Was there a more surprising hit in 1994, or in the first half of the '90s for that matter, than Beck’s "Loser"?

When it was released early that year, it sounded at first like any one of the disposable alt-rock goofs that mixed and matched music genres for yuks and was given the green light during the post-Nirvana signing frenzy. But "Loser" turned out to be so much more.

By the time Beck’s major-label debut, Mellow Gold, was released on March 1, "Loser" was well on its way to hitting the Top 10 and reaching No. 1 on the modern-rock chart. And by the end of the year, it sounded like a revelation.

Greasy slide guitar. Bedroom hip-hop beats. A drum sample lifted from a Dr. John cover. Imagery pulled from Captain Beefheart’s lyric book. And a white-boy rap so mumble-mouthed that there’s no way this dude was serious. It all added up to one of the decade’s most defining songs.

The rest of Mellow Gold is pretty great, too. The Los Angeles-based singer-songwriter had already released two albums of low-fi indie rock, dusty-road twang, experimental noise and deconstructed folk music on tiny labels.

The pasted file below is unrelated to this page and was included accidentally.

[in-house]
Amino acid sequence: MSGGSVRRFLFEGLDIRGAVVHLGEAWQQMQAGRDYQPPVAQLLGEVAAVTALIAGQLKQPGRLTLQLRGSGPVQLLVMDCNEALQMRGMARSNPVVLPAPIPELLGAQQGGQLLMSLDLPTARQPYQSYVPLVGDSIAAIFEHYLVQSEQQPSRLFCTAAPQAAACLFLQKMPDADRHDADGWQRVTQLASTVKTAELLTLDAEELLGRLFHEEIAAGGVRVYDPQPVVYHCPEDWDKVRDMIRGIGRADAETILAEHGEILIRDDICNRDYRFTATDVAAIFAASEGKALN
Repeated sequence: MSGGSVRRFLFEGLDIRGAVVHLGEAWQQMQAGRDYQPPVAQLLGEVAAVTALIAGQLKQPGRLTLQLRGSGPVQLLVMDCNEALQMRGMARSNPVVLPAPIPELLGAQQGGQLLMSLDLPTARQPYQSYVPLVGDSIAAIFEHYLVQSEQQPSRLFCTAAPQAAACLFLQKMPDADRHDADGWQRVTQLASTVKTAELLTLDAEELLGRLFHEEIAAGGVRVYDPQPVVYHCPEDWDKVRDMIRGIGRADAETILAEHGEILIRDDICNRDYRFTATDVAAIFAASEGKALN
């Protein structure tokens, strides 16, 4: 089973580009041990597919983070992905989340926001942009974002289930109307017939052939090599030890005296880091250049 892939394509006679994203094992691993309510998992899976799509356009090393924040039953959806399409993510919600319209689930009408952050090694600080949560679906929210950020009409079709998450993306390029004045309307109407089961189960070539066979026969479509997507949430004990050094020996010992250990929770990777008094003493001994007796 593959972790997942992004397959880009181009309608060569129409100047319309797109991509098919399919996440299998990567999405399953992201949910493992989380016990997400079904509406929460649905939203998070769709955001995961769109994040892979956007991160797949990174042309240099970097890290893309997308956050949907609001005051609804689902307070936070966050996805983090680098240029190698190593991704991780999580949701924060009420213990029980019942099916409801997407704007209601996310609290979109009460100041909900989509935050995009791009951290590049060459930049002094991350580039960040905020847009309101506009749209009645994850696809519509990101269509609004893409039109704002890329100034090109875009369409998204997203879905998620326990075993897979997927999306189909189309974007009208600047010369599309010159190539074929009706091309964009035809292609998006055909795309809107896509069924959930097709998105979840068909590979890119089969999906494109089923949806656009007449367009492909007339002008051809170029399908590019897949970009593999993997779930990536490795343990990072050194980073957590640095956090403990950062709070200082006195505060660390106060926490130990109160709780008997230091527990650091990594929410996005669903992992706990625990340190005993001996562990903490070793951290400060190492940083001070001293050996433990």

They attracted enough attention that Beck was scooped up in the majors’ mid-‘90s rush to find the next alt-rock money machine. But there couldn’t have been a weirder, less commercially minded candidate. Yet somehow Mellow Gold became an unlikely hit, and Beck didn’t have to change a weird, wonderful thing about it.

Watch Beck's 'Loser' Video

From the strung-out and strung-together Dylanesque second single, "Pay No Mind (Snoozer)," to "Beercan"'s backwoods hip-hop, Mellow Gold proved "Loser" wasn’t just a lucky strike. The album consistently shifts away from the predictable, dodging expectations at every turn.

And it still made it to No. 12 and sold a million copies. Odelay, Mellow Gold’’s proper follow-up from 1996, is Beck’s masterpiece, but the genre-jumping smirks and left-field success of Mellow Gold made it possible for a skinny white kid with mediocre flow and a bedroom full of beats to become a star.

 

 

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